Several airports across Florida have temporarily stopped flights as Hurricane Ian approaches the state’s West coast.
Saint Pete-Clearwater Airport in Pinellas County announced its terminal would be closed at 1 p.m. and would remain closed until evacuation orders were lifted.
Tampa International Airport suspended its operation at 5 p.m.
“The 5 p.m. closure will allow the Airport to prepare the airfield and terminals, including the securing of jet bridges, ground equipment, and any remaining aircraft,” TPA said in a statement. “The Airport, including the Main Terminal, Airsides, and parking garages will be closed to all visitors at that time.”
Key West International Airport canceled all inbound flights and Sarasota Bradenton International Airport closed at 8 p.m., suspending all operations after its last departure at 6 p.m.
“We remind the general public that the airport is not a designated shelter,” said MCO in a statement.
Governor Ron DeSantis announced on Sept. 27 that more than 2 million people were under either mandatory or voluntary evacuation orders with “life-threatening” storm surges expected. He has urged residents in the affected areas to move to higher ground, not necessarily out of state but rather to safer parts of Florida.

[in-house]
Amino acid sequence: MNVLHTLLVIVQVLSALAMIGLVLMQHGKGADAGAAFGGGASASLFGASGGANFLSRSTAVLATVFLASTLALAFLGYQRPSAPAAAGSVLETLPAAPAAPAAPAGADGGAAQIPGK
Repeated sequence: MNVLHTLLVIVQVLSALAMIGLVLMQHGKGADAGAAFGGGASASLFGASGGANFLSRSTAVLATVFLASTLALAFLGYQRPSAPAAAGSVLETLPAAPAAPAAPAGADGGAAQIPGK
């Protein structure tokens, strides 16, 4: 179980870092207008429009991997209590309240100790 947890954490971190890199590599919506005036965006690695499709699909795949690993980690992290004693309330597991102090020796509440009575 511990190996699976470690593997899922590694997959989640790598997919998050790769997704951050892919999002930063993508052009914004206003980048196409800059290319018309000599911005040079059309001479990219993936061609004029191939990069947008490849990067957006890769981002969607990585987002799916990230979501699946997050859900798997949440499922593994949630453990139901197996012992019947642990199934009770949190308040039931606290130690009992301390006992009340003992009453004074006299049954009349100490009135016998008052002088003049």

“When you have 5 to 10 feet of storm surge, that is not something you want to be a part of,” he said at a press conference. “Mother Nature is a very fearsome adversary, so please heed those warnings.”
Hurricane Ian is currently expected to reach Florida on the afternoon of Sept. 28. It is expected to be a Category 3 storm with destructive winds that reach maximum speeds of up to 125 miles per hour and heavy rain.
Hurricane warnings have been issued for Tampa and Fort Myers while a tropical storm watch is in effect for Miami. Orlando and Jacksonville have both been put under tropical storm warnings.
DeSantis told the public that shelters were open in every county that is under evacuation orders. He also advised “people in the southern Gulf Coast of Florida” not to “move north as it could increase traffic delays, but they should move east to the other side of the state.”
Emergency shoulder lanes will open when sustained highway speed falls below 40 miles per hour. Tolls were suspended in the impacted areas to help with traffic and facilitate travel.
“This is a life-threatening situation,” the National Hurricane Center said in a public advisory. “Persons located within these areas should take all necessary actions to protect life and property from rising water and the potential for other dangerous conditions.”